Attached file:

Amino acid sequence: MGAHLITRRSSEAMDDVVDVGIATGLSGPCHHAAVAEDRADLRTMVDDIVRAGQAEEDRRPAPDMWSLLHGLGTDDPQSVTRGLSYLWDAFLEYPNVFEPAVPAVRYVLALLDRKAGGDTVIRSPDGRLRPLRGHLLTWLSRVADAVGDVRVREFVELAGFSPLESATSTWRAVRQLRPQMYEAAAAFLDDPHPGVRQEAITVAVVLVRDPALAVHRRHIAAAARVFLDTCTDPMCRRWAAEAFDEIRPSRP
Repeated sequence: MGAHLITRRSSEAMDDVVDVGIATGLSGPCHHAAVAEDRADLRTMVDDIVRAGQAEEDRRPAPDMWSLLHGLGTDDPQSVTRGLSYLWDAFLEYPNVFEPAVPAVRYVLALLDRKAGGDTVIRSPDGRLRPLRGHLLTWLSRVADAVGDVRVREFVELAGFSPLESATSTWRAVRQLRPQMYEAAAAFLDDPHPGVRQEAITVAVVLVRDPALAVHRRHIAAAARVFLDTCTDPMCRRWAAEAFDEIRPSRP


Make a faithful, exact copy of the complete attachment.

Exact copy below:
Amino acid sequence: MGAHLITRRSSEAMDDVVDVGIATGLSGPCHHAAVAEDRADLRTMVDDIVRAGQAEEDRRPAPDMWSLLHGLGTDDPQSVTRGLSYLWDAFLEYPNVFEPAVPAVRYVLALLDRKAGGDTVIRSPDGRLRPLRGHLLTWLSRVADAVGDVRVREFVELAGFSPLESATSTWRAVRQLRPQMYEAAAAFLDDPHPGVRQEAITVAVVLVRDPALAVHRRHIAAAARVFLDTCTDPMCRRWAAEAFDEIRPSRP
Repeated sequence: MGAHLITRRSSEAMDDVVDVGIATGLSGPCHHAAVAEDRADLRTMVDDIVRAGQAEEDRRPAPDMWSLLHGLGTDDPQSVTRGLSYLWDAFLEYPNVFEPAVPAVRYVLALLDRKAGGDTVIRSPDGRLRPLRGHLLTWLSRVADAVGDVRVREFVELAGFSPLESATSTWRAVRQLRPQMYEAAAAFLDDPHPGVRQEAITVAVVLVRDPALAVHRRHIAAAARVFLDTCTDPMCRRWAAEAFDEIRPSRP